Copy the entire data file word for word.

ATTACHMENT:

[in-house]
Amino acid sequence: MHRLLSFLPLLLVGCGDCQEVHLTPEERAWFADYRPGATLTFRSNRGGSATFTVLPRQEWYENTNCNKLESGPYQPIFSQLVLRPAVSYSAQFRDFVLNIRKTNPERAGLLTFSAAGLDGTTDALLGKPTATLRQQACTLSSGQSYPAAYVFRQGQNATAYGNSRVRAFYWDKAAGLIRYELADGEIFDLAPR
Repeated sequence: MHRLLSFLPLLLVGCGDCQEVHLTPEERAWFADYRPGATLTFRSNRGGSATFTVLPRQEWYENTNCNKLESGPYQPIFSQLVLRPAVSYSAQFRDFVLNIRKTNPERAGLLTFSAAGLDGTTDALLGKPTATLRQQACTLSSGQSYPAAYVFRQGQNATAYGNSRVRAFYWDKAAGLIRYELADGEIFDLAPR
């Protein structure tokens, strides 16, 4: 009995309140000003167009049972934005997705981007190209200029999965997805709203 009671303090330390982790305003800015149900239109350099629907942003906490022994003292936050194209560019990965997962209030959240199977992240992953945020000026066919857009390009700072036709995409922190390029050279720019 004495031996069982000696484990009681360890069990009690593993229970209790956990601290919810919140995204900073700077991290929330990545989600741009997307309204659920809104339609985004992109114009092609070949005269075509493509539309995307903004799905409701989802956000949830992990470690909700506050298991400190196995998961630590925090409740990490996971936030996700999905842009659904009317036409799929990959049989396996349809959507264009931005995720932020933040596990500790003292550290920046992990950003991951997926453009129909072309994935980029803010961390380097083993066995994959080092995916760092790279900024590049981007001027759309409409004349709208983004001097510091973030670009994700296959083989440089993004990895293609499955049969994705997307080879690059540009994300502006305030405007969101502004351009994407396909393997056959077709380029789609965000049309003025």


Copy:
[in-house]
Amino acid sequence: MHRLLSFLPLLLVGCGDCQEVHLTPEERAWFADYRPGATLTFRSNRGGSATFTVLPRQEWYENTNCNKLESGPYQPIFSQLVLRPAVSYSAQFRDFVLNIRKTNPERAGLLTFSAAGLDGTTDALLGKPTATLRQQACTLSSGQSYPAAYVFRQGQNATAYGNSRVRAFYWDKAAGLIRYELADGEIFDLAPR
Repeated sequence: MHRLLSFLPLLLVGCGDCQEVHLTPEERAWFADYRPGATLTFRSNRGGSATFTVLPRQEWYENTNCNKLESGPYQPIFSQLVLRPAVSYSAQFRDFVLNIRKTNPERAGLLTFSAAGLDGTTDALLGKPTATLRQQACTLSSGQSYPAAYVFRQGQNATAYGNSRVRAFYWDKAAGLIRYELADGEIFDLAPR
């Protein structure tokens, strides 16, 4: 009995309140000003167009049972934005997705981007190209200029999965997805709203 009671303090330390982790305003800015149900239109350099629907942003906490022994003292936050194209560019990965997962209030959240199977992240992953945020000026066919857009390009700072036709995409922190390029050279720019 004495031996069982000696484990009681360890069990009690593993229970209790956990601290919810919140995204900073700077991290929330990545989600741009997307309204659920809104339609985004992109114009092609070949005269075509493509539309995307903004799905409701989802956000949830992990470690909700506050298991400190196995998961630590925090409740990490996971936030996700999905842009659904009317036409799929990959049989396996349809959507264009931005995720932020933040596990500790003292550290920046992990950003991951997926453009129909072309994935980029803010961390380097083993066995994959080092995916760092790279900024590049981007001027759309409409004349709208983004001097510091973030670009994700296959083989440089993004990895293609499955049969994705997307080879690059540009994300502006305030405007969101502004351009994407396909393997056959077709380029789609965000049309003025």